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On Tagoloan election politics

CHARLOTTE, North Carolina—Physically I may be far away but thanks to technology I am able to
keep abreast of political developments in my hometown of Tagoloan, Misamis Oriental in northern
Mindanao, Philippines.

I write this because my last piece on unity talks in Tagoloan politics drew some fire from critics who
claim that I don’t know anything about the town since I’m here in the US. Yet I believe in my informant
who feeds me news about Tagoloan and I am updated with developments there.

I stand by what I wrote about residents there who would like to have lawyer Sergio “Yoyoc” Yap and
barangay chairman Enan Sabio meet and decide who among them will run for mayor before the
December 10 deadline for the substitution of candidates.

That means either one of them must yield and support the other just to defeat the Emano’s. But I
guess it may just be a dream that won’t see fulfillment in our lifetime. In the words of Leonardo
“Dongdong” Eduave of the Lumad Tagoloanon page over at Facebook, “Unity between Enan and
Yoyoc will never come unless one of them will withdraw his candidacy in the 2016 elections.” Both
men have lived in Tagoloan town since birth. They have seen and felt the need for a change in
leadership in the town. They both realize that if they don't act now, someone who is like a stranger to
Tagoloan will rule over the town for the next three years.”

To “set the records straight” so to speak, this corner learned that last October 3, Mayor Julio Uy of
Villanueva town who’s running for governor of Misamis Oriental met with Yap in the city. Uy asked
Yoyoc to be his running-mate in the province. Yap declined the offer stating that he wants really to
run for mayor of Tagoloan town instead of vice-governor.

Yap took the opportunity to say his piece about the “unity talks” by suggesting that he would run as
mayor with incumbent vice-mayor Robinson Sabio as vice and a mix of councilors coming from both
parties “VM Robinson would be my vice, and councilors would be mixed like Issur, Lamberto Neri,

Tata Paduganan, Angel Pomar, Oscar Baal, Eric Emano, Achas, Uriel Paguidopon,” Yap said.
Reliable information I got stated that Enan would not agree with Yap’s proposal. The talks ended
there. Enan Sabio also has his eyes on the mayoral seat.

I learned too that the Emano group was also thinking about a substitution to hold on to their turf. On
Oct. 6, there was a proposal on the part of Enan Emano that Yoyoc Yap be his vice-mayor or
congressional bet of Misamis Oriental’s 2nd district for the Padayon Pilipino camp. The same source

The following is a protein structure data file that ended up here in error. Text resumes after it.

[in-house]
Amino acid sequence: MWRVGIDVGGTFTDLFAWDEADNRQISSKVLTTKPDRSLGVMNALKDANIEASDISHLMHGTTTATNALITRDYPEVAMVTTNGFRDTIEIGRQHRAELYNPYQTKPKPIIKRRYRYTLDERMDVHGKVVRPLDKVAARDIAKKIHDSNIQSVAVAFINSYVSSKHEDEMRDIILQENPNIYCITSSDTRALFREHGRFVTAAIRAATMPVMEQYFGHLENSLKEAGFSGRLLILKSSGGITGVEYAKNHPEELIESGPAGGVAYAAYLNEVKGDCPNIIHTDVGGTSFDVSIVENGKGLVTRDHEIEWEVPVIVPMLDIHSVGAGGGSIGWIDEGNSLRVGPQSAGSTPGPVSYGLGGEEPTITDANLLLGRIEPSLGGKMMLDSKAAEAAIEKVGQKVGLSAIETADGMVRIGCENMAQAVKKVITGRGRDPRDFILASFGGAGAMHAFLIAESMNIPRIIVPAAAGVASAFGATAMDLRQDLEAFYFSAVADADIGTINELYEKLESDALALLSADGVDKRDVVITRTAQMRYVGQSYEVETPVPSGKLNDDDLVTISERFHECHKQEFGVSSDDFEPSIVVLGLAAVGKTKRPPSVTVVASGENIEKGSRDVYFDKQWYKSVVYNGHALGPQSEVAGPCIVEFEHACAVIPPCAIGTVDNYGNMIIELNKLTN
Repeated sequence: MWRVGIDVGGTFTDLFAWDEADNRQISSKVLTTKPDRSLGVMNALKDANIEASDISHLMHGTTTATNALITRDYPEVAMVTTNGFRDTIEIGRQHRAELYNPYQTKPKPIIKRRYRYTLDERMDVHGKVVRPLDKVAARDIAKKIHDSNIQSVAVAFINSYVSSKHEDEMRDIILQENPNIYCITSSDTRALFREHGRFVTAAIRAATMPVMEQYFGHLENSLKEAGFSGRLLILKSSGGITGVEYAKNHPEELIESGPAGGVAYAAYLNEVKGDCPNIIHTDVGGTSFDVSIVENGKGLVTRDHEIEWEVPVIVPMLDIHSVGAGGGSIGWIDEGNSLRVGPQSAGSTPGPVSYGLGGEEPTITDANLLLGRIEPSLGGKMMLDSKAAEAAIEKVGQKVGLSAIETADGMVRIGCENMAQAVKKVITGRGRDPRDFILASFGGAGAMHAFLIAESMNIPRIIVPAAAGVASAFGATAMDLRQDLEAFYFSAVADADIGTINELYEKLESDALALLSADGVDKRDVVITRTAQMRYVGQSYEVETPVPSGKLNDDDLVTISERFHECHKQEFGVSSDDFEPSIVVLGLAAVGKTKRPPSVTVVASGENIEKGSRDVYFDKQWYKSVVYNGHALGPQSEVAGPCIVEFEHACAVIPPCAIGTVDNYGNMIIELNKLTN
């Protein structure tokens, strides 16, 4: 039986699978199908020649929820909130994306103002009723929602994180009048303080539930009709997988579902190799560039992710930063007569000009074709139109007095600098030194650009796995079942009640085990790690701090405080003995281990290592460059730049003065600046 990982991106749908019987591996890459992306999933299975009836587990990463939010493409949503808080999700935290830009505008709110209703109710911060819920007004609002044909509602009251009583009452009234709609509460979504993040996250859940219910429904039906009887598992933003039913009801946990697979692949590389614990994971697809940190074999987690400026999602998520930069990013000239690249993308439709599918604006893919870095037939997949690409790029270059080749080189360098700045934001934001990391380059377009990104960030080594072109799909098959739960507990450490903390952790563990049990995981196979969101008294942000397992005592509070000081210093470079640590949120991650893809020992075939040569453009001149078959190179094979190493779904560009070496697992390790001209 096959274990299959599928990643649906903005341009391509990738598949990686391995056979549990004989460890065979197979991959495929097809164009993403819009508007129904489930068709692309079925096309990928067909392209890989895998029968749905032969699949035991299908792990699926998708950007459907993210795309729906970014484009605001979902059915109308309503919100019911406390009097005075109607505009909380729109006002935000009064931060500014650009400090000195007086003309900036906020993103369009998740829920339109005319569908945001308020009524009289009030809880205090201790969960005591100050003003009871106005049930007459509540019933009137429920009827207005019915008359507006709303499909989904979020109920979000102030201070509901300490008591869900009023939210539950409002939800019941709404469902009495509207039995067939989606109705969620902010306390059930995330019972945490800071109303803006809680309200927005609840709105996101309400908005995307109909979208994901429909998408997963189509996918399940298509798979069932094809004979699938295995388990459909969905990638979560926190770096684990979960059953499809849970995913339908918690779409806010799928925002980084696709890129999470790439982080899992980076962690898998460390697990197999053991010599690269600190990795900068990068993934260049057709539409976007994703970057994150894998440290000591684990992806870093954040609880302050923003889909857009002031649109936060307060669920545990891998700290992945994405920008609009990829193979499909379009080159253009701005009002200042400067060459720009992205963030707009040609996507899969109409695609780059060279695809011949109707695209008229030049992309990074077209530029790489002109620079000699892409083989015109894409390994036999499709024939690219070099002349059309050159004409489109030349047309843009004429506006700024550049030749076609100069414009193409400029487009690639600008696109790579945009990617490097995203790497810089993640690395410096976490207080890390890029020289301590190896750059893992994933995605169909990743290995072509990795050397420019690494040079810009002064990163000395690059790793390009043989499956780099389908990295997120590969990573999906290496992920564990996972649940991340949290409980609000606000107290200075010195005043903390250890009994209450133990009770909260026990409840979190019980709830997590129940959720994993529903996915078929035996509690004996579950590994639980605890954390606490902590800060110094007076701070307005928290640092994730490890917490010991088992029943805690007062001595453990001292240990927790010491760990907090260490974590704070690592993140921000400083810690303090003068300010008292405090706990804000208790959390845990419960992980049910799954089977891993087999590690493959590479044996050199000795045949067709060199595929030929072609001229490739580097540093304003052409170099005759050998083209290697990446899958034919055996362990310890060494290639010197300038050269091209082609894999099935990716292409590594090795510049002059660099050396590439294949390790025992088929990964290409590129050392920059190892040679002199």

told me that Yap declined the offer. Yoyoc offered instead that he be the mayoralty bet and Enan
Emano or Richard Emano be his vice mayor.

Just like the Sabio talks with Mayor Julio Uy, it ended.
There you have it.
I think all those who prayed that the unity talks succeed will be disappointed because both men want
to run for mayor.

Before I end this piece, I apologized for my two points raised in my previous piece.
The first point being that Yoyoc Yap’s father, Sergio Yap, has nothing to do with his decision to run for
mayor. I believe that Yoyoc is man enough to decide for himself. Second is that Enan Sabio is not
running under the Liberal Party nor the Nationalist People’s Coalition (NPC). Sabio is with NUP
(National Unity Party) under Mayor Julio Uy and his wife Rep. Juliette Uy. NUP members are mostly

former members of Lakas CMD of former president Gloria Macapagal Arroyo. For now there are four
mayoral candidates in Tagoloan town.

The need to have Yoyoc and Enan run as a tandem may long be gone when the voters themselves
decide who among them is best suited to run the town.

If Tagoloanons squander the opportunity to look for better leadership of Tagoloan, their dream of
progress may be lost for this lifetime.

May my fellow Tagoloanons start to study the platforms of these four mayoral candidates. And when
I say study, I mean they should evaluate what these candidates can offer on the table other than their
usual motherhood statements and grandiose promises.

Rather than vote for candidates who know nothing about the town and its needs, Tagoloanons
should not just vote but participate in governance.

Tagoloanons are the best people on earth. We can lead and we have produced many who have
contributed not only locally but globally.

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